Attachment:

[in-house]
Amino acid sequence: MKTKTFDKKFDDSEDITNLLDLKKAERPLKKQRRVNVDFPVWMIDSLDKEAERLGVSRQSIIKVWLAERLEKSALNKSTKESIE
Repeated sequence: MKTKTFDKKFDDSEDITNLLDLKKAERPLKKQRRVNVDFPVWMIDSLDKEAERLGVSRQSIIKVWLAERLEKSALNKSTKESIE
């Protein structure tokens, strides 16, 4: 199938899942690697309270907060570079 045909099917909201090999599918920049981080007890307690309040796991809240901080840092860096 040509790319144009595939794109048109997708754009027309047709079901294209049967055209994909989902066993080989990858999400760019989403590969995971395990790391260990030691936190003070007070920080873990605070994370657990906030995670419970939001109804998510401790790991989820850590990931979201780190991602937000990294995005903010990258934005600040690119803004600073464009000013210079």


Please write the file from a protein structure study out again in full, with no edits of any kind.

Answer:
[in-house]
Amino acid sequence: MKTKTFDKKFDDSEDITNLLDLKKAERPLKKQRRVNVDFPVWMIDSLDKEAERLGVSRQSIIKVWLAERLEKSALNKSTKESIE
Repeated sequence: MKTKTFDKKFDDSEDITNLLDLKKAERPLKKQRRVNVDFPVWMIDSLDKEAERLGVSRQSIIKVWLAERLEKSALNKSTKESIE
């Protein structure tokens, strides 16, 4: 199938899942690697309270907060570079 045909099917909201090999599918920049981080007890307690309040796991809240901080840092860096 040509790319144009595939794109048109997708754009027309047709079901294209049967055209994909989902066993080989990858999400760019989403590969995971395990790391260990030691936190003070007070920080873990605070994370657990906030995670419970939001109804998510401790790991989820850590990931979201780190991602937000990294995005903010990258934005600040690119803004600073464009000013210079």